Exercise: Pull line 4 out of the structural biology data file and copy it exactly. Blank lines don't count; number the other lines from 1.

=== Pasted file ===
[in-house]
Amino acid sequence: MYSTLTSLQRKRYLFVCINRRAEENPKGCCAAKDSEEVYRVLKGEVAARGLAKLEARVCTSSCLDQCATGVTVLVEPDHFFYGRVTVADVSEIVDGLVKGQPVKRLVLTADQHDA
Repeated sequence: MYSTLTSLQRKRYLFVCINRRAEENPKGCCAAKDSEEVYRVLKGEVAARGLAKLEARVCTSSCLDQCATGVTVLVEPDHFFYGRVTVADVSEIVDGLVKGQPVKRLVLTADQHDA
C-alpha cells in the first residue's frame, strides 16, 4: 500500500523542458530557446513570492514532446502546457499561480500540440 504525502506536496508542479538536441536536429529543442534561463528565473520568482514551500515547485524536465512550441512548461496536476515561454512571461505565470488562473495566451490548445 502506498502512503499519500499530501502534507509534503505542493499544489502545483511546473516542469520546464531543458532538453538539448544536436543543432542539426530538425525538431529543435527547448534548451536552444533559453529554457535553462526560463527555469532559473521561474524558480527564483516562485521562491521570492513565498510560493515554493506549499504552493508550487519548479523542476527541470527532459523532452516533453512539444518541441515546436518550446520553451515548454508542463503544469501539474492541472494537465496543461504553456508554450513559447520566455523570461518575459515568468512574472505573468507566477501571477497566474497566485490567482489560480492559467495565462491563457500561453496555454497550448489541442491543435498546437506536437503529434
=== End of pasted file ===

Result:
C-alpha cells in the first residue's frame, strides 16, 4: 500500500523542458530557446513570492514532446502546457499561480500540440 504525502506536496508542479538536441536536429529543442534561463528565473520568482514551500515547485524536465512550441512548461496536476515561454512571461505565470488562473495566451490548445 502506498502512503499519500499530501502534507509534503505542493499544489502545483511546473516542469520546464531543458532538453538539448544536436543543432542539426530538425525538431529543435527547448534548451536552444533559453529554457535553462526560463527555469532559473521561474524558480527564483516562485521562491521570492513565498510560493515554493506549499504552493508550487519548479523542476527541470527532459523532452516533453512539444518541441515546436518550446520553451515548454508542463503544469501539474492541472494537465496543461504553456508554450513559447520566455523570461518575459515568468512574472505573468507566477501571477497566474497566485490567482489560480492559467495565462491563457500561453496555454497550448489541442491543435498546437506536437503529434